Three films selected for Auburn University at Montgomery’s (AUM) Spring 2020 Political Film Series will explore black culture, anti-Semitism and the contributions of women throughout American history.
The Political Film Series is sponsored by AUM’s College of Liberal Arts & Social Sciences and spotlights films that focus on pressing current events, anniversaries, and national and cultural holidays. For the spring series, showings will be held for the documentaries “Good Hair” in observance of Black History Month in February and “Toni Morrison: The Pieces I Am” in celebration of Women’s History Month in March. In April, the series will host a showing of the film “Denial,” a Holocaust biographical drama, to address anti-Semitism in today’s society.
“Every year, we try to select films that will speak to our students, faculty, staff, and a broader audience — our community,” said Pia Knigge, assistant professor of political science and founder of the Political Film Series. “We hope these films will evoke reflection on the larger topics of diversity, inclusion and social justice while raising awareness, interest, and knowledge in these areas.”
Each film will be introduced by an AUM faculty or staff member with expertise in the area of the film’s subject area followed by a discussion and Q&A session with audience members. Showings — which include complimentary popcorn and drinks — are offered free to students, faculty, staff and the general public.
Films and faculty introductions for the 2020 Spring Political Film Series are as following:
“Good Hair” | Thursday, February 13 | 7 p.m. | 109 Goodwyn Hall
Introduction: Nicole Whitehead, chief human resource officer, and Breuna Baine, associate professor of fine arts. Whitehead has researched and written on how hair shapes women's identities, especially African-American women. Baine, whose family owned a barbershop in Montgomery, knows firsthand how such shops serve as important social and community spaces for African Americans.
A film in celebration of Black History Month in February. “Good Hair” addresses how throughout history hair has played an important role in African-American culture. A funny and entertaining documentary featuring actor and comedian Chris Rock, the film explores the wonders of African-American hairstyles by traveling the country to find out how black Americans define “good hair” and to shed some light on the industry behind black hair. Rock talks to ordinary people and celebrities (for example, Nia Long and Maya Angelou), visits a barber shop, a hair show, a factory that produces chemical hair relaxers, and India known for its hair trading industry.
“Toni Morrison: The Pieces I Am” | Thursday, March 12 | 7 p.m. | 109 Goodwyn Hall
Introduction: Shirley Toland-Dix, assistant professor of English, is an expert in African-American literature and Caribbean literature. She has a forthcoming article on Toni Morrison and has taught her work extensively.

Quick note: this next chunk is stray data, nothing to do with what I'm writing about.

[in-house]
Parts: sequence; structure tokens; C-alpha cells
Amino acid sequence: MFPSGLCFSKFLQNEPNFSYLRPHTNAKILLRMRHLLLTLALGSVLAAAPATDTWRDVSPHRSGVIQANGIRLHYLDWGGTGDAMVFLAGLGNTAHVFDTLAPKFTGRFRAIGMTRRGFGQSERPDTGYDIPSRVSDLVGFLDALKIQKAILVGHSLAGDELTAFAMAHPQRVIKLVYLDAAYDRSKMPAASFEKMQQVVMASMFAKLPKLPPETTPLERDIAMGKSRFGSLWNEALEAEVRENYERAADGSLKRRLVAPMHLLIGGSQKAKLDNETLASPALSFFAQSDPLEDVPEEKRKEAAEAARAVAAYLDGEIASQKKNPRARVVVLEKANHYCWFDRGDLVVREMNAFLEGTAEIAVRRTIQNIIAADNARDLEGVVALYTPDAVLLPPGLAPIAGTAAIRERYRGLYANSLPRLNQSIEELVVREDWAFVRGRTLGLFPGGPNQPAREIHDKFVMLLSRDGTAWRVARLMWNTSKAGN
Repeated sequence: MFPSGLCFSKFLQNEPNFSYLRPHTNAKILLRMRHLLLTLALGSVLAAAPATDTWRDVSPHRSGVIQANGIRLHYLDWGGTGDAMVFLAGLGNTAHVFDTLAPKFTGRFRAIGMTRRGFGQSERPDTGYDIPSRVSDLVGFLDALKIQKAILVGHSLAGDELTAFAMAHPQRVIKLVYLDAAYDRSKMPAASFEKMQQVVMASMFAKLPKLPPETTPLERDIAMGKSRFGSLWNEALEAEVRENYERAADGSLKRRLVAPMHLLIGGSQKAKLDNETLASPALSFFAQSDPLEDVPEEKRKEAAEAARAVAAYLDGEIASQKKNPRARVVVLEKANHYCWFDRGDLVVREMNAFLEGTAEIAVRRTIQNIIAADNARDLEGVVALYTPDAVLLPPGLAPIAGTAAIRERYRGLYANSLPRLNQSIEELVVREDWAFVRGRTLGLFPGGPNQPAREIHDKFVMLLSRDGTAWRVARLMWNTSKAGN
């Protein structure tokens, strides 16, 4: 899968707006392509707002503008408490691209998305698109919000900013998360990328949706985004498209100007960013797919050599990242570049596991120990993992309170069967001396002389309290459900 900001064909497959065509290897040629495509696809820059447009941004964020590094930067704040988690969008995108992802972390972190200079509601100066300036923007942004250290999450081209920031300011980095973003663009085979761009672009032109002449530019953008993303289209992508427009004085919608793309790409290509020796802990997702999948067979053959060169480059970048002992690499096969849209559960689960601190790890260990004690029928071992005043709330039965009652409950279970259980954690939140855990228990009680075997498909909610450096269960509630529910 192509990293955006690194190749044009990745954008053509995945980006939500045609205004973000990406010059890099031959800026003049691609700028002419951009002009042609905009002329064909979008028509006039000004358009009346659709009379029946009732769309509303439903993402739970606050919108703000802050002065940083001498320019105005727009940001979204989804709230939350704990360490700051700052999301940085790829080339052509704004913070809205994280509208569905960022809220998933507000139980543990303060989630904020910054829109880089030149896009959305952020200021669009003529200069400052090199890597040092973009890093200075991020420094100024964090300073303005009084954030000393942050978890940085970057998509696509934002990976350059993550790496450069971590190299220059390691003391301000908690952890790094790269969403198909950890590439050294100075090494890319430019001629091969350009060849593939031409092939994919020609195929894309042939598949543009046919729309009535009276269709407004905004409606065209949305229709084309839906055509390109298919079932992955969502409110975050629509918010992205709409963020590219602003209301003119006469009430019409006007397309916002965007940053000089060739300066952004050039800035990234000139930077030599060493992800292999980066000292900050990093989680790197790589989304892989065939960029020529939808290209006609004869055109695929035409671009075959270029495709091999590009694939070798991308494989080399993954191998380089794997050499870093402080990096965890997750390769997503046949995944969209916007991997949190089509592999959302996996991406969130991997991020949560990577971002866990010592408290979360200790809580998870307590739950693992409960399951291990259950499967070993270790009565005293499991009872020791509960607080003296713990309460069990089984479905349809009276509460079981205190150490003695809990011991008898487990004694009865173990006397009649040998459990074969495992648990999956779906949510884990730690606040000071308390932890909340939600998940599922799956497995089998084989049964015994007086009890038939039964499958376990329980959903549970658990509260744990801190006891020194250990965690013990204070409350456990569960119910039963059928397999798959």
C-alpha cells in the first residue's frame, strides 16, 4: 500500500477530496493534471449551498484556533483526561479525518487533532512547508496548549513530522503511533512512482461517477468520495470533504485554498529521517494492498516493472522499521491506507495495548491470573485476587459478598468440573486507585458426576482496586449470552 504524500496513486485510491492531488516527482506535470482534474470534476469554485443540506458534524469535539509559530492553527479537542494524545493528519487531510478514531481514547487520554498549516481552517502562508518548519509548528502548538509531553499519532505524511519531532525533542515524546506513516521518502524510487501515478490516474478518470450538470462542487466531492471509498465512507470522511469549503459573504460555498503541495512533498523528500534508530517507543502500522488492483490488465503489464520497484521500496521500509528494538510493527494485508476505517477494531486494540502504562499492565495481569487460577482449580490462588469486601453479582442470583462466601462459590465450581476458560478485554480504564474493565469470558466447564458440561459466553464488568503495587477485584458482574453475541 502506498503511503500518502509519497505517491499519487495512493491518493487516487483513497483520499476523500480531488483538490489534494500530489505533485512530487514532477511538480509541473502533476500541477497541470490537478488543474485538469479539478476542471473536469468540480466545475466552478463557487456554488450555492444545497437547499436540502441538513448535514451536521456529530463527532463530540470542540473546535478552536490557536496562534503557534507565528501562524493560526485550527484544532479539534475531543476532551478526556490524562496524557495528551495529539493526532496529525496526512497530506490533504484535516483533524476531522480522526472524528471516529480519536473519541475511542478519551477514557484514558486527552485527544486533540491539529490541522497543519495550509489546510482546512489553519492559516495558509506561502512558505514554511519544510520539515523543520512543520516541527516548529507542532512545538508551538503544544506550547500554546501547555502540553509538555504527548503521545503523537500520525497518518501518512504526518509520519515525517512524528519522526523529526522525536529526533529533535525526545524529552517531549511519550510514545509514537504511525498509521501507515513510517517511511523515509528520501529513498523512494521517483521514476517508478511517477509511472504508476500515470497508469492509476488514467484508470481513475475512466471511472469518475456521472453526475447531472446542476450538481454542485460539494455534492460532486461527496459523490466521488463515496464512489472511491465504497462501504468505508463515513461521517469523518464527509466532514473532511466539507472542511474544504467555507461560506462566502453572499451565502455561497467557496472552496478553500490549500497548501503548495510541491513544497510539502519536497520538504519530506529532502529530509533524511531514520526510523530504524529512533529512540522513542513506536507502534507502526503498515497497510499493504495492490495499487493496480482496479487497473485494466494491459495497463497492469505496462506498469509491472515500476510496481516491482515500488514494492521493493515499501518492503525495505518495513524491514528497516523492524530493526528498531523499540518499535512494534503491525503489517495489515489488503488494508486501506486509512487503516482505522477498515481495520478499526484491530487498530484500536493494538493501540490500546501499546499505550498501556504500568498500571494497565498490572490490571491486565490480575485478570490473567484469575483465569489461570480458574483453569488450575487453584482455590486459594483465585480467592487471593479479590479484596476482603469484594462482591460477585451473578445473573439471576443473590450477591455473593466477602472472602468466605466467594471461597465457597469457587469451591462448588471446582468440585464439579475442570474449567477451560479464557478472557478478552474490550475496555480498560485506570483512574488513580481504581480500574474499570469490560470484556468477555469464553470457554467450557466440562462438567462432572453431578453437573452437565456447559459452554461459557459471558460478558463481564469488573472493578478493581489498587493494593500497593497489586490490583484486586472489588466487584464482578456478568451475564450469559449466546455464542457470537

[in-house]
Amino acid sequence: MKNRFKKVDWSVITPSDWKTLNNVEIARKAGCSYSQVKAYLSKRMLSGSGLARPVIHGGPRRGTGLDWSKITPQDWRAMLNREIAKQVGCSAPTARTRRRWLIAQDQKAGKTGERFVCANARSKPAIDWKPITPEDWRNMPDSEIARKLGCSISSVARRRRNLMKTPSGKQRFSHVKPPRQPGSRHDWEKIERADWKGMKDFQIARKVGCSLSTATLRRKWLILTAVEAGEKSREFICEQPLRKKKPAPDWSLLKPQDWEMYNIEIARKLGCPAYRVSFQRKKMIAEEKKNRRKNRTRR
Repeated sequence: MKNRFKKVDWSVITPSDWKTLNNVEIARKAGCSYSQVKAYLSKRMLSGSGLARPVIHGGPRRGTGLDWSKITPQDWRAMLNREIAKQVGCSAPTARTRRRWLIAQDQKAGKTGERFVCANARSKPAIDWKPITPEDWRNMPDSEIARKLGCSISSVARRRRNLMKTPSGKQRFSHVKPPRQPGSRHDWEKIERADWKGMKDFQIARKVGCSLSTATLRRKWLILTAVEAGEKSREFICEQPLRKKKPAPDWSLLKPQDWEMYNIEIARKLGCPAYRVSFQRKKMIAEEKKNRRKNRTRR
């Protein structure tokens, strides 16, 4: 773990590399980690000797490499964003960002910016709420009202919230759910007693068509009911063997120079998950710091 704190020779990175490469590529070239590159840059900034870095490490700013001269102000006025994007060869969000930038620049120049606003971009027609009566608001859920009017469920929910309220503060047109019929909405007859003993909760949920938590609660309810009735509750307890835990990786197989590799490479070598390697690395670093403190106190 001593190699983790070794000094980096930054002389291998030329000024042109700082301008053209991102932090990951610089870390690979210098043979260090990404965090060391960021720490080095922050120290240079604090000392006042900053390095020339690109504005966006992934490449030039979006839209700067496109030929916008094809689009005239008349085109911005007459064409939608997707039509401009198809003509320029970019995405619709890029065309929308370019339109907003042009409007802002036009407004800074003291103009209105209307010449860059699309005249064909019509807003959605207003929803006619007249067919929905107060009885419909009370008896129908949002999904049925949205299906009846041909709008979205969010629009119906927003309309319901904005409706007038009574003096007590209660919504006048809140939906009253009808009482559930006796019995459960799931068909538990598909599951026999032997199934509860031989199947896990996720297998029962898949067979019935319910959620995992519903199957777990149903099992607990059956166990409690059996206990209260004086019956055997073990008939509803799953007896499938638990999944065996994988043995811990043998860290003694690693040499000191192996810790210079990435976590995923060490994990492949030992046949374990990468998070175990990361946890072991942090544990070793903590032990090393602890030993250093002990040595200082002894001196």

A film in honor Women’s History Month in March, “Toni Morrison: The Pieces I Am” is an intimate portrayal of the late Toni Morrison. The film provides the audience with deep insights into her career as a writer and as an editor, the personal experiences that shaped her career starting with her childhood in a working class neighborhood in Lorain, Ohio, and culminating in 1993 when she won the Nobel Prize for literature, an honor that has never been bestowed on an African-American writer. “’Pieces’ is not a traditional biography, but instead tracks an evolution: from literary iconoclast to stateswoman.” -- The Washington Post
“Denial” | Tuesday, April 21 | 7 p.m. | 109 Goodwyn Hall
Introduction: Eric Sterling, professor of English and a second-generation Holocaust survivor, researches and teaches literature classes on the Holocaust. He also has published extensively on the subject of the Holocaust.
“Denial” will be shown to highlight the current anti-Semitic climate, which entails those who downplay or unequivocally deny the Holocaust. In 1993, Deborah Lipstadt (portrayed by Rachael Weisz), a professor of Jewish Studies at Emory University, publishes “Denying the Holocaust” in which she identifies well-known World War II historian David Irving as “one of the most dangerous spokespersons” of the Holocaust denial movement. Irving sues Lipstadt for libel in the United Kingdom where the legal system dictates that the accused has the burden of proof. Therefore, Lipstadt and her lawyers have to prove that the Holocaust actually occurred. The film uses official trial records verbatim in the court scenes, and Rachel Weisz, together with a small film crew, receives permission to film at Auschwitz-Birkenau, where at least a million Jews died.